A mother’s nutrition during breastfeeding

A mother’s nutrition during breastfeeding

It’s been almost a year since your baby was born. You can already tell that your breastfeeding journey has gone through ups and downs, but you wouldn’t change it for anything. And you can be proud of it.

But all of a sudden, you feel something is going on, and it is about yourself! What’s wrong with you? Your little one is doing great, but you’ve given all your vital energy to take care of your baby’s needs. Without even realizing it, mothers can forget a little about themselves when it comes to their own nutrition. And so you might notice changes in weight (over or under), but also some consequences on your health if you lack nutrients (a nutritional deficiency).

What can you do to take care of yourself if you don’t even have a moment to go to the bathroom alone and showers lasting more than 3 minutes are a special gift? What can you do with the little time you have now?

The biggest handicaps to taking care of yourself postpartum are the lack of time or planning.

On the other hand, during breastfeeding, the mother’s nutritional and energy needs increase. That’s why it’s important to know how to recognize your own hunger and fullness signals or when hunger responds to emotions (how many times do you say to yourself “because I deserve it” or “I need it”). We all respond to emotions through food at one time or another. But in this period, you are likely to do this even more often when, for example, you are overwhelmed or very tired.

So here are some ideas on what you can do about your diet:

  • Increase the nutritional density of your dishes. If you eat a small amount of food, at least provide more nutrients and energy per serving. You can do this with cooking techniques such as steaming, where there is less loss of nutrients. You can also add foods that provide protein to your dishes, such as legumes, fish, meat, or eggs. Or healthy fats such as those in nuts, seeds, avocado, or extra virgin olive oil. For example, turning a simple vegetable salad into a chickpea salad with tomato, avocado, lemon juice, and olive oil, which you can prepare in 5 minutes, will be a more nutritious option.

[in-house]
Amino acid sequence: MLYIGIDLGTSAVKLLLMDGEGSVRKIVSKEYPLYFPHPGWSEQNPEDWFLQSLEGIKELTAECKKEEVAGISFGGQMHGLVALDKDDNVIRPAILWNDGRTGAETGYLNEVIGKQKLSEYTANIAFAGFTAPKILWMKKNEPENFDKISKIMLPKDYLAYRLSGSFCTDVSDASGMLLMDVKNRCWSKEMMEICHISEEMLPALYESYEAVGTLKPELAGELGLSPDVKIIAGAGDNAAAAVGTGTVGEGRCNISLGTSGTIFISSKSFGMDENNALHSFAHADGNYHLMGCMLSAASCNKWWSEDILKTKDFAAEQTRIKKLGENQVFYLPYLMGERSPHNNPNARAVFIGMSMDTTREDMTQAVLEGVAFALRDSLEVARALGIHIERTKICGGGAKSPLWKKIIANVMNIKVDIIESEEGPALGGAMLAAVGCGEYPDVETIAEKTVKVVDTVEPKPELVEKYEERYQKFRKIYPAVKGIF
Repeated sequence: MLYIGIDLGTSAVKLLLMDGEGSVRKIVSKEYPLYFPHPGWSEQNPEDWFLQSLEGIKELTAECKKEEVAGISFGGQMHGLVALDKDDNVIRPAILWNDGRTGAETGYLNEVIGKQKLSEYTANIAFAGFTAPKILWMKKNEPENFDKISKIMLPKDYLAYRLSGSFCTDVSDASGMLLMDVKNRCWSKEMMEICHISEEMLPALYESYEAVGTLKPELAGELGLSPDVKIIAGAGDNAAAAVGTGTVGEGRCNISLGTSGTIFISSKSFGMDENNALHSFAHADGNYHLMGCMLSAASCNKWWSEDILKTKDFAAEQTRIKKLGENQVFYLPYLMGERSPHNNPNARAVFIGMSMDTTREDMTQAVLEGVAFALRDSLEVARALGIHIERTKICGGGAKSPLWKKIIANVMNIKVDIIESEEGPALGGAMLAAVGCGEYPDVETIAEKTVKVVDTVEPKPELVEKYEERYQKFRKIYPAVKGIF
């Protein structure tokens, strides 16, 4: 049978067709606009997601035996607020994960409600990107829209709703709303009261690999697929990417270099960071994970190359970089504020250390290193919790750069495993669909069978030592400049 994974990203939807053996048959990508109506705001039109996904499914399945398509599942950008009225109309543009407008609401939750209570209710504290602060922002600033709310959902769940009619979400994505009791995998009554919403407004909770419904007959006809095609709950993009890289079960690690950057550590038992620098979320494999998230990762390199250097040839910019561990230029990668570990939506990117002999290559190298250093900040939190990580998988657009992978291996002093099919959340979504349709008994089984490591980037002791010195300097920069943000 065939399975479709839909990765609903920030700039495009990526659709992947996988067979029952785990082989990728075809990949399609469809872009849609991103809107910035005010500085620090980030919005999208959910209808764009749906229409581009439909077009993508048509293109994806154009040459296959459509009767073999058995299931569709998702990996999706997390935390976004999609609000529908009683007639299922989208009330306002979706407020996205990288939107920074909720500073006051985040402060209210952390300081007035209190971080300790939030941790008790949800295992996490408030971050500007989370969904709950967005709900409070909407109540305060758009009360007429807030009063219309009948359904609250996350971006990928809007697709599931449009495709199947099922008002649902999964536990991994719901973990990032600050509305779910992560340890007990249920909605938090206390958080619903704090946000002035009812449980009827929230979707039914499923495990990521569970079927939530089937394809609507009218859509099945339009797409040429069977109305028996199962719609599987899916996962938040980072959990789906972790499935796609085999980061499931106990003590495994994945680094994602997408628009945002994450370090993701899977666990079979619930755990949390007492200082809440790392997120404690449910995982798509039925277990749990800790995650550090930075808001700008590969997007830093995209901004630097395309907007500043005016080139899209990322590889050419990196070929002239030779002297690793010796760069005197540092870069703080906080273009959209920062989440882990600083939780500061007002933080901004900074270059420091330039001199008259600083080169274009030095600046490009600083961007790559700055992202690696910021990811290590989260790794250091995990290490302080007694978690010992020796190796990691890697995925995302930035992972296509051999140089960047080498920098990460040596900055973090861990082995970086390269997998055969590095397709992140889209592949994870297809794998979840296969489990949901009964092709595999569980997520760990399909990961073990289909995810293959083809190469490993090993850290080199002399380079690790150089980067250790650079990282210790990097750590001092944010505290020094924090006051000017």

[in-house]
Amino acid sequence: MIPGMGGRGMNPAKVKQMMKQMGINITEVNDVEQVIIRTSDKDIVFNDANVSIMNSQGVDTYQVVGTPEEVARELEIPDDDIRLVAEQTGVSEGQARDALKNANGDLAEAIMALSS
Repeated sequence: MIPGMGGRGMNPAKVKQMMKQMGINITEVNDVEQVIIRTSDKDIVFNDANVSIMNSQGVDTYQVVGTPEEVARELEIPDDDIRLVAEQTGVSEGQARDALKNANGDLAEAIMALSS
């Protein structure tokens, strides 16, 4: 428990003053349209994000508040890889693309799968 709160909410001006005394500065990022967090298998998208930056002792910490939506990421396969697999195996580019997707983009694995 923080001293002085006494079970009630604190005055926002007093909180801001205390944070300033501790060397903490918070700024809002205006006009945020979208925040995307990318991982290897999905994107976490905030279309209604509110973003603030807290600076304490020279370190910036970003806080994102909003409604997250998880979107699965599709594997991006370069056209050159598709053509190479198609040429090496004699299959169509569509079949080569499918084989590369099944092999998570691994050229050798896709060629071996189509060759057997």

• Plan your meals weekly. If you make a weekly meal plan and dedicate a few hours on one day to preparing part of these meals (your partner, your family, or yourself), you will save time for the rest of the days.
  • Discover babywearing. No matter how much planning you do, your baby has another plan: to spend the whole day like a koala bear, snuggled up to you. In this case, babywearing can be a great ally for you to be able to cook.
  • Baby Led Weaning. But doesn’t this have to do with my baby’s nutrition? Yes, but it also has to do with your own food intake. If you both eat at the same time and let your baby eat by themself, this allows you to eat too, without having to wait for them to finish or, as it often happens, without you eating anything.
  • Take-out. Make a list of restaurants with healthy options that can deliver food to your home if you don’t manage to prepare some.
  • Emergency food. Fill your fridge and cupboard with some foods that allow dishes in a maximum of 15 minutes: such as already cut or frozen vegetables and fruits, frozen or canned vegetables, dried fruits, and nuts.
  • Ask for help! It’s great that you assume your responsibility as a mother, but you also have another responsibility: to look after yourself. Asking for help can prevent you from reaching the limits of exhaustion. And if the visitors can bring some prepared food while they’re at it, even better.

So how about your visitors come to your house with a hot homemade soup instead of another set of blankets or baby onesie that you can’t fit in your closet anymore? Imagine enjoying your meal without rushing while they play with your little one for a bit.

Iria Quintáns

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